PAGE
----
The founders started by asking themselves what an ideal mosque would look like from a Muslim woman’s perspective, and then started to build their own vision of the mosque around that question, Lekovic said.
As of today, 90 percent of American mosques allow women to serve on their boards, according to Lekovic. But one of the biggest controversies is whether women should be allowed to give a sermon to a co-ed congregation.
“The women’s mosque sidestepped that issue by making it a women’s only space,” she said.
Lekovic completed her undergraduate degree at UCLA, where she acted as the editor-in-chief of the Daily Bruin, UCLA’s student newspaper and the third largest newspaper in LA. She went on to earn a master’s degree in Communication at Pepperdine. She said the difference between the two schools was a culture shock in a lot of ways, but said she benefitted from her time here and still cherishes many of the relationships she established while a student.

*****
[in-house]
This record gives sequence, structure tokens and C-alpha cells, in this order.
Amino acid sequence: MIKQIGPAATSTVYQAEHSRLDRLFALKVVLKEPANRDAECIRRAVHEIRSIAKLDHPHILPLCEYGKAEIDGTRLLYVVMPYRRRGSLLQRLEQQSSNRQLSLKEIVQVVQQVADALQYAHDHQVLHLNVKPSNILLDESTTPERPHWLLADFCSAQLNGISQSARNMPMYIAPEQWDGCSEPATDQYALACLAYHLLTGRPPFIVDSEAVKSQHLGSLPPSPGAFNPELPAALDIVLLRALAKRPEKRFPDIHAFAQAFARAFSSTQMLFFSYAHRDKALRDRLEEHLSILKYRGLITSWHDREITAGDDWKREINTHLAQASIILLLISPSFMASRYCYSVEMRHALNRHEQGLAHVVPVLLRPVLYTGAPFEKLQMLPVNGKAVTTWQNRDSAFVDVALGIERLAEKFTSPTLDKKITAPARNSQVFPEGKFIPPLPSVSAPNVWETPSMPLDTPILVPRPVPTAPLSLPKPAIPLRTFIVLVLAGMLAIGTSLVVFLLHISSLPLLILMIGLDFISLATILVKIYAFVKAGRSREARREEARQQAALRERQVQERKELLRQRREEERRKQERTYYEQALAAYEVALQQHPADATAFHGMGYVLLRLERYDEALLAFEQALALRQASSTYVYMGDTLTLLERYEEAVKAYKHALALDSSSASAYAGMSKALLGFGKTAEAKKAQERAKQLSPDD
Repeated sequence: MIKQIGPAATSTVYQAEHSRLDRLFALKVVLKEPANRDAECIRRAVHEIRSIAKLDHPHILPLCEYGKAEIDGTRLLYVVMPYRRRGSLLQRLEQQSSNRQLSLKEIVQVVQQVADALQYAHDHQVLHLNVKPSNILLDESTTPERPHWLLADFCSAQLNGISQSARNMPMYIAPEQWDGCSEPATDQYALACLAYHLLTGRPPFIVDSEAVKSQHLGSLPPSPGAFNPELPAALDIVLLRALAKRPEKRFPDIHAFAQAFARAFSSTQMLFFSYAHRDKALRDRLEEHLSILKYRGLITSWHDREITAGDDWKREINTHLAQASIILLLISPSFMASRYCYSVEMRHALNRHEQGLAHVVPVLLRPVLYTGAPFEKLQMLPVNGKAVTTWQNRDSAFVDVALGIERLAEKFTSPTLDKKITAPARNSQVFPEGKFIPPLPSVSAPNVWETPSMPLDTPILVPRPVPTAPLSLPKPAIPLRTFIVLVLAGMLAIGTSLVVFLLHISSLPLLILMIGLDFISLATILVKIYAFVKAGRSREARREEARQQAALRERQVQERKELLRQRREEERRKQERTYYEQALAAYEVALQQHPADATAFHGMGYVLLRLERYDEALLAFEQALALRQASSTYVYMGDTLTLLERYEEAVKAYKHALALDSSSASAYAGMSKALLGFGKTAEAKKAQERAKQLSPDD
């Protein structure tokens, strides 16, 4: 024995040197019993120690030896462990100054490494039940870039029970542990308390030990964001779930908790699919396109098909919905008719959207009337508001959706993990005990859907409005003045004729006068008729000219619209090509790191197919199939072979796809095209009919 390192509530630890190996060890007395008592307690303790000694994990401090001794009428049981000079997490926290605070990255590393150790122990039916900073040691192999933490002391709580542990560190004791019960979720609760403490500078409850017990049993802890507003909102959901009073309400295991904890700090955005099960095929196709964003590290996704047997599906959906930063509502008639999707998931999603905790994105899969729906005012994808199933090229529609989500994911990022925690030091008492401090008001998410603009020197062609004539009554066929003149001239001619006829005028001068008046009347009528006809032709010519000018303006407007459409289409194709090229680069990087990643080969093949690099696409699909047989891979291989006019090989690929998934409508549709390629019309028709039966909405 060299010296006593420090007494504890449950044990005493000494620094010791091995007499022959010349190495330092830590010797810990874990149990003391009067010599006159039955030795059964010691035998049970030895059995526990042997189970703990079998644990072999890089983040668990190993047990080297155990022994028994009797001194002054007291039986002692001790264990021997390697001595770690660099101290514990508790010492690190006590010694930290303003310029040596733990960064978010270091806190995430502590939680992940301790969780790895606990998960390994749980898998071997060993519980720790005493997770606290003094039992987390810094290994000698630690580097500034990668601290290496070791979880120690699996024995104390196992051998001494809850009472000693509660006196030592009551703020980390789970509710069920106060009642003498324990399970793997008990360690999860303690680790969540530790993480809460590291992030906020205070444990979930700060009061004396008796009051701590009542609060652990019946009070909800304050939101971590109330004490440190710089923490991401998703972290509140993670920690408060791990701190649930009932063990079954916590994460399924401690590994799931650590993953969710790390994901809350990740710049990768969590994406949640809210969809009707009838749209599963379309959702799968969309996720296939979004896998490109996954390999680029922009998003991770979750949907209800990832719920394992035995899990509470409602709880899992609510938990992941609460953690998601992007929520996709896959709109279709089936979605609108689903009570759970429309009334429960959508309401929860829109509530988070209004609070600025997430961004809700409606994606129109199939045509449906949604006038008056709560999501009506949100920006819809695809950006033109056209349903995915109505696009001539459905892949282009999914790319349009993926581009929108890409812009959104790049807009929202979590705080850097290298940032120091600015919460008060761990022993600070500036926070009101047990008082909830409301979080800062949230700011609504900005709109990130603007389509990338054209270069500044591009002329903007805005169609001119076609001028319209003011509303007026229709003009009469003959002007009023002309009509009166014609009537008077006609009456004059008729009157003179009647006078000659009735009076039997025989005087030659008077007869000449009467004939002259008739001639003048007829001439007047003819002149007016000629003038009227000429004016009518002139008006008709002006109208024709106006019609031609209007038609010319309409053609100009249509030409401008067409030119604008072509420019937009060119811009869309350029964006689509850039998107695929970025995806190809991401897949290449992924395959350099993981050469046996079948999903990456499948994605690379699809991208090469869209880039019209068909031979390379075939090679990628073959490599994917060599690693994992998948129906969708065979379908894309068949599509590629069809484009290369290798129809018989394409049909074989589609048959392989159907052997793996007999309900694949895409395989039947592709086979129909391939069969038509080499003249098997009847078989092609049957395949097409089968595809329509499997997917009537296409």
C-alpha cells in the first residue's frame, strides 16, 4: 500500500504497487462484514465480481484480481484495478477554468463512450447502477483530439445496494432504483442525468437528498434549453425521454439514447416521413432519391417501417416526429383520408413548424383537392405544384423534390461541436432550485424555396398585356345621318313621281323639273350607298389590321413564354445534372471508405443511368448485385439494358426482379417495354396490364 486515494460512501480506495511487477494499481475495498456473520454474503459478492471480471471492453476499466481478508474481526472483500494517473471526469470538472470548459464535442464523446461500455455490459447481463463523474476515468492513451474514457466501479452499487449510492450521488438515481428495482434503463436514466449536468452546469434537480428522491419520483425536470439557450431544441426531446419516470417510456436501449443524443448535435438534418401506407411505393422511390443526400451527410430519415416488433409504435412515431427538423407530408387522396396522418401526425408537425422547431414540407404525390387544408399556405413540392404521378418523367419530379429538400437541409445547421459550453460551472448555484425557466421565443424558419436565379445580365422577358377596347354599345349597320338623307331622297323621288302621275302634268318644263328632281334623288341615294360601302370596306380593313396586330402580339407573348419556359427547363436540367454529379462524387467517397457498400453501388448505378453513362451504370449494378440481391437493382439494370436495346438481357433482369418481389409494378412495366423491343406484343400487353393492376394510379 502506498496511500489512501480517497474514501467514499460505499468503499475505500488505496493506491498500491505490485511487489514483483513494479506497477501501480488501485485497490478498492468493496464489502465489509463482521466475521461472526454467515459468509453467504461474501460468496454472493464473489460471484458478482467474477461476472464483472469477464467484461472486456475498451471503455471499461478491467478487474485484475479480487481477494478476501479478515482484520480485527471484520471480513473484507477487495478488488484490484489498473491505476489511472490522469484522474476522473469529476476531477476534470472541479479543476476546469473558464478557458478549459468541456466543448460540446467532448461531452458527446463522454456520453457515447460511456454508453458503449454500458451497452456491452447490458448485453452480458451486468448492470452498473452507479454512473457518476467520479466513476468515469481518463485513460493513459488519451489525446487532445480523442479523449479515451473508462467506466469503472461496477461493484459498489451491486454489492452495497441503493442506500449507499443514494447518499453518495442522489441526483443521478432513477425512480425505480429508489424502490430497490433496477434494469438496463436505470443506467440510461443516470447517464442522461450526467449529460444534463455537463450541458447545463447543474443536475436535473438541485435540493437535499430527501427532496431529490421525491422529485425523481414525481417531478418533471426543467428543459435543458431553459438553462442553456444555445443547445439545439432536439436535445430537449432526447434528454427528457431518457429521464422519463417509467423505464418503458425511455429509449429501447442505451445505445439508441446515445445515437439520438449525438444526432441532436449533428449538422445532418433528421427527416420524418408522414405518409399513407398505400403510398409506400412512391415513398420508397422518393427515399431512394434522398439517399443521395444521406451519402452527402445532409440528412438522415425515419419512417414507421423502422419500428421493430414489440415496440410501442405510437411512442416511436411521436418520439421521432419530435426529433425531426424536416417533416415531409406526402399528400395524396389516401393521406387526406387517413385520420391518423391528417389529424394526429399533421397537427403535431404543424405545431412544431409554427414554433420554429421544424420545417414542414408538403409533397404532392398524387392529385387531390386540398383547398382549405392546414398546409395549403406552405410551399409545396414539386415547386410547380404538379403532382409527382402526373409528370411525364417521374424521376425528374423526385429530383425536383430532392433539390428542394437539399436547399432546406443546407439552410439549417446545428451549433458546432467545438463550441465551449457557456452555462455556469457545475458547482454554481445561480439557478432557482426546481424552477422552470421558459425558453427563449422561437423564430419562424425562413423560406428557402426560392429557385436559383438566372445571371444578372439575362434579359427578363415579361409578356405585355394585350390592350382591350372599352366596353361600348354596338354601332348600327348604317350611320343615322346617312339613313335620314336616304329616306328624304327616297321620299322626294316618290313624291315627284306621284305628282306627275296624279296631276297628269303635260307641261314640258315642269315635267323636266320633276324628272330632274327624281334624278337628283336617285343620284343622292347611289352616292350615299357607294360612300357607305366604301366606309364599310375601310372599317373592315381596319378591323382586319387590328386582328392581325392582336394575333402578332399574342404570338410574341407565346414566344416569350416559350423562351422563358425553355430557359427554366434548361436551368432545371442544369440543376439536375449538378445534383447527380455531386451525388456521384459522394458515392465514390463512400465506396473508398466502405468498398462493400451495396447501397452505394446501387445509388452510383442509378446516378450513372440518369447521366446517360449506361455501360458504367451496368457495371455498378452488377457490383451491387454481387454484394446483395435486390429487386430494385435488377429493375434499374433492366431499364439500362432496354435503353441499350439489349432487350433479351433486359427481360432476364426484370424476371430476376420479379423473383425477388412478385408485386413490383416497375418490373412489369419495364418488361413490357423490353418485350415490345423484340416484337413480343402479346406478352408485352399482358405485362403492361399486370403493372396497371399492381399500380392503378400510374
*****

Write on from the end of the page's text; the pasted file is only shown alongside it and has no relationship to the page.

Speaking about their time together at Pepperdine, Littlefield said, “Even back at Pepperdine when she was just a fellow grad student, she was already doing the great work of helping connect a future journalist to great resources in the Muslim community.”
Lekovic has continued to connect with and contribute to the Pepperdine community over the years since she left.
“She has been a huge friend to Pepperdine,” Littlefield said. “She has come out to speak to so many classes, has sent people to speak to so many classes, has helped with so many Convocations.”
When asked about the diversity of the list, Lekovic said, “The list itself, to me, is really reflective of what is special about Los Angeles — that you have women of such diverse racial, ethnic, religious and professional backgrounds all being gathered together and being recognized as being the quintessential LA woman. I think it’s a testament to how special our city is.”
Follow Alec McPike on Twitter: @alecmcpike